In Amavisca v. City of Merced, 149 Cal.App.2d 481 [ 308 P.2d 380], it was held that a motion for a new trial, on the ground that the verdict is inadequate, appeals peculiarly to the discretion of the trial court, and its order should not be disturbed on appeal in the absence of a showing of abuse of discretion, and that upon a motion for a new trial based upon the contention that the damages are inadequate, the trial court should review the evidence, not only with respect to the issue of damages but also with respect to the issue of liability.

In Parks v. Dexter, 100 Cal.App.2d 521, 527 [ 224 P.2d 121], it was held that it was within the province of the trial court to pass upon the sufficiency of the evidence to sustain the verdict for the damages allowed and that the appellate court may not reverse the order unless it clearly appears that the trial court abused its discretion. In Clifford v. Ruocco, 39 Cal.2d 327, 332 [ 246 P.2d 651], in the concurring opinion written by Mr. Justice Carter, it is stated that if there is evidence which supports the conclusion of the trial court as to the inadequacy of the damages awarded, its conclusion in such a case should likewise not be disturbed by the appellate court.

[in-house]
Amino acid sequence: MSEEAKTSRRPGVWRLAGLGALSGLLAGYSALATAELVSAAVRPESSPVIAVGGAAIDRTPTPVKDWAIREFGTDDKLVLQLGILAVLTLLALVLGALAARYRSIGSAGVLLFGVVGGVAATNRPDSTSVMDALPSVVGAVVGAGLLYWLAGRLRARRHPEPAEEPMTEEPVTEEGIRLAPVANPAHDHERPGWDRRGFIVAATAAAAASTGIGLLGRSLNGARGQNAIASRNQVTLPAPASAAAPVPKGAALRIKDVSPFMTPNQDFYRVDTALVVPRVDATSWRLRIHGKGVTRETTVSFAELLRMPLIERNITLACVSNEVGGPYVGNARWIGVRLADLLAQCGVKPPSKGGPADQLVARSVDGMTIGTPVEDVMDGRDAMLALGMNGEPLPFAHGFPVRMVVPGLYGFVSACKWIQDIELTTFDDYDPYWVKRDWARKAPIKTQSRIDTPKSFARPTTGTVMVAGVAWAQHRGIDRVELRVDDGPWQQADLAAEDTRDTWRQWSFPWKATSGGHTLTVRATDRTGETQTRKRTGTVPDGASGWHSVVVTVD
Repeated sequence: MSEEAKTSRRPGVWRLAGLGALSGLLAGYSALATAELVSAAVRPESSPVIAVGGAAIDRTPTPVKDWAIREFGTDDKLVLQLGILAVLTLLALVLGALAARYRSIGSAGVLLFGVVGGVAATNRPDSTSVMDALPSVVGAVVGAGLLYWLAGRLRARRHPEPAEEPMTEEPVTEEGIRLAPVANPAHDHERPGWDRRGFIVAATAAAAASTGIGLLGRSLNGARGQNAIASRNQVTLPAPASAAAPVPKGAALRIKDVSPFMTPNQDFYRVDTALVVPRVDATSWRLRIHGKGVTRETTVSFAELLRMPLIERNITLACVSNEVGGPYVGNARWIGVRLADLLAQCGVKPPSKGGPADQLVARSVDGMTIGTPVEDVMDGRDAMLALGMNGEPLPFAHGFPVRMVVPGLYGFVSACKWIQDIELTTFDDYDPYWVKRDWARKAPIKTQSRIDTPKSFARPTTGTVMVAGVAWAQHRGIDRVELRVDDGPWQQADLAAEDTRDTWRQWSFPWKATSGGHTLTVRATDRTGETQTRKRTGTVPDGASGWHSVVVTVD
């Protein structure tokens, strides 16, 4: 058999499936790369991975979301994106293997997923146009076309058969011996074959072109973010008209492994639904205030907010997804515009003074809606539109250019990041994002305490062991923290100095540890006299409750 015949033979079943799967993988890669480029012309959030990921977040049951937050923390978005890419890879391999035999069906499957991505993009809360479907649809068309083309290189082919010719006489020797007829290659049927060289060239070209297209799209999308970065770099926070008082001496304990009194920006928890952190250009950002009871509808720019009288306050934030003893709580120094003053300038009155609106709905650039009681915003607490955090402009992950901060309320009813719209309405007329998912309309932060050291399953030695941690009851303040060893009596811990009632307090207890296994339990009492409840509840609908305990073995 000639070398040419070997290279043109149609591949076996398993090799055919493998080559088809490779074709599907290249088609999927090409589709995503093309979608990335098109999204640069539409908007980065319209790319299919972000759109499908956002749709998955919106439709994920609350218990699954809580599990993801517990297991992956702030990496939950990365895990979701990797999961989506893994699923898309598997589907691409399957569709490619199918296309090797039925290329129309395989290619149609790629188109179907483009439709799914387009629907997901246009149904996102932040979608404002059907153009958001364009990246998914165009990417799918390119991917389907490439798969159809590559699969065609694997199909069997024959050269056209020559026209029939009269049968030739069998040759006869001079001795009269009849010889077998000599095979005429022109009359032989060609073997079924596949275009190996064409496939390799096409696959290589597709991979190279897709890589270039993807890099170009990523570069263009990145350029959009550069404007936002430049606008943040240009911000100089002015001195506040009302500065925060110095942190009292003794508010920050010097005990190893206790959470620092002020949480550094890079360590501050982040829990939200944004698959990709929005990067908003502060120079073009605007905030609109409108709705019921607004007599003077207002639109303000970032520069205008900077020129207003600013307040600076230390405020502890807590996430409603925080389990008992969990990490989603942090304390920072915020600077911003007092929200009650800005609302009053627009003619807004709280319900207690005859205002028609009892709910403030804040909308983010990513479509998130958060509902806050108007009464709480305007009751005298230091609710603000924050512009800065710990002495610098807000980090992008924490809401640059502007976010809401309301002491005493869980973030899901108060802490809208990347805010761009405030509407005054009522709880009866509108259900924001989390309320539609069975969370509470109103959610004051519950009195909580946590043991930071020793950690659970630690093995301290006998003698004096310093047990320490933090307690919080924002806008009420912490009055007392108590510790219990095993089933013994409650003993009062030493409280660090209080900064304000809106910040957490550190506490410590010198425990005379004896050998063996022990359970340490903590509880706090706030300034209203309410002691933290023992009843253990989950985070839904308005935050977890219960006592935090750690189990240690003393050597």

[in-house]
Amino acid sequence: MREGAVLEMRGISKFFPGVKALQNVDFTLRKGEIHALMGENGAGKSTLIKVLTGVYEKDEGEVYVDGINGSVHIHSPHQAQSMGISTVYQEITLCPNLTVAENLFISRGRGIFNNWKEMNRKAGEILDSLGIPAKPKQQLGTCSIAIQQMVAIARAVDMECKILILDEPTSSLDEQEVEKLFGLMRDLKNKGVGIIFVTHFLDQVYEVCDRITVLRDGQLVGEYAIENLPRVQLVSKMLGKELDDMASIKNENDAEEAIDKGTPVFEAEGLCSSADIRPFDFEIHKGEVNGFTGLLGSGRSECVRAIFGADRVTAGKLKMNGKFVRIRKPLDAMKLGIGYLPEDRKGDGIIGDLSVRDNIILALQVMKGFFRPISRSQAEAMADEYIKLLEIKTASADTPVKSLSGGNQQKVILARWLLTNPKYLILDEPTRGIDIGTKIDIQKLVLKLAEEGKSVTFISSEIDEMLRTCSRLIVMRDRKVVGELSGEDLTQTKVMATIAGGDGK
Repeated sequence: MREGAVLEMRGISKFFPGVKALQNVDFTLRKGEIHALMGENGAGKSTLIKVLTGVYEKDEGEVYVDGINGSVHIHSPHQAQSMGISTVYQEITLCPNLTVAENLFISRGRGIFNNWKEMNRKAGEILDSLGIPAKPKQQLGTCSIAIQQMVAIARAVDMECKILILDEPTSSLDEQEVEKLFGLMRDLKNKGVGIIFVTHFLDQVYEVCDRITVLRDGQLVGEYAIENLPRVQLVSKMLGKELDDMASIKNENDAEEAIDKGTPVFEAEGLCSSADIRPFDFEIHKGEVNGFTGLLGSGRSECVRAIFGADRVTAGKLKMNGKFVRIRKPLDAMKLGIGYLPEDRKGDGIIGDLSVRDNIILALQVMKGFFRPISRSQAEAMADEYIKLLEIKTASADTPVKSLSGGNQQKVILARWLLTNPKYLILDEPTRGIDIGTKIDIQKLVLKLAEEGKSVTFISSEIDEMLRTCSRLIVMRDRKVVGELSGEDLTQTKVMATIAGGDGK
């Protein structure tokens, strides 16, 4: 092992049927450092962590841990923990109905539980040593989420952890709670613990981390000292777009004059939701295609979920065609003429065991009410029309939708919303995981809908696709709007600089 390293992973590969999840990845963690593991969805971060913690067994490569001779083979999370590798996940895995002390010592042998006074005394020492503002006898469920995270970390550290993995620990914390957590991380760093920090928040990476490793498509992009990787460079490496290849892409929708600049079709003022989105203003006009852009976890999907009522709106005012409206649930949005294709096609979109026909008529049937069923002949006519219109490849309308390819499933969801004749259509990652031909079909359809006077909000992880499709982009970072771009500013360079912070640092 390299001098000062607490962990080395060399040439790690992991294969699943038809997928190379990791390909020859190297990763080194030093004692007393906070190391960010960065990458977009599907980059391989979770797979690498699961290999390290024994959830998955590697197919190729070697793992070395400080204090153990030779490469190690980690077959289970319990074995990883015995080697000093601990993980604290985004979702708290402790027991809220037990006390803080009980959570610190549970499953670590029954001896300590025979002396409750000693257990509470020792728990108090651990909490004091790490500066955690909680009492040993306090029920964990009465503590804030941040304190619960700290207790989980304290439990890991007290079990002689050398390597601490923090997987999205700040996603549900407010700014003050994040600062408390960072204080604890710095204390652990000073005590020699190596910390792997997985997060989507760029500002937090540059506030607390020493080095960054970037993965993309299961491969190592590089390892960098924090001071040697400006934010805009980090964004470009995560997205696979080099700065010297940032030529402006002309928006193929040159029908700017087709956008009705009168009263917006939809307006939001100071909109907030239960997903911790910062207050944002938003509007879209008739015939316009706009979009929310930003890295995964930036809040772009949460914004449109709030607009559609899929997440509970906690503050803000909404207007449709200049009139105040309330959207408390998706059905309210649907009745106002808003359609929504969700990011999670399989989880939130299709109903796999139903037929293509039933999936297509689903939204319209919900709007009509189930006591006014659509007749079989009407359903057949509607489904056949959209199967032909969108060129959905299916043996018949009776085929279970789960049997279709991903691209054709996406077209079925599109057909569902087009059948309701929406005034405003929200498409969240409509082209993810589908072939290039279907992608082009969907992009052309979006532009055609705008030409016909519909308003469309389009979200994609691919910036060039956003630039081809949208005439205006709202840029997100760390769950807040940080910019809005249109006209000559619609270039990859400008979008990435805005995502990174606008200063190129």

[4] In the instant case it clearly appears that there is substantial evidence which would support a verdict and judgment contrary to that entered. It follows that the trial court did not abuse its discretion in determining that the sum of $242.50 as general damages was an inadequate award for the injuries suffered by the plaintiff herein.

The order granting a new trial is affirmed.

Griffin, P.J., concurred.

Appellant's petition for a hearing by the Supreme Court was denied October 15, 1958.

Summaries of

Butler v. Hopewell

Court of Appeal of California, Fourth District
Aug 22, 1958
163 Cal.App.2d 106 (Cal. Ct. App. 1958)
Case details for

Butler v. Hopewell

Case Details

Full title:MARY ANN BUTLER, a Minor, etc., Respondent, v. JOHN B. HOPEWELL, Appellant

Court:Court of Appeal of California, Fourth District

Date published: Aug 22, 1958


163 Cal.App.2d 106 (Cal. Ct. App. 1958)
328 P.2d 862

Citing Cases

Gonzales v. Pacific Greyhound Lines

[5] "It is only where it can be said as a matter of law that there is no substantial evidence to support a…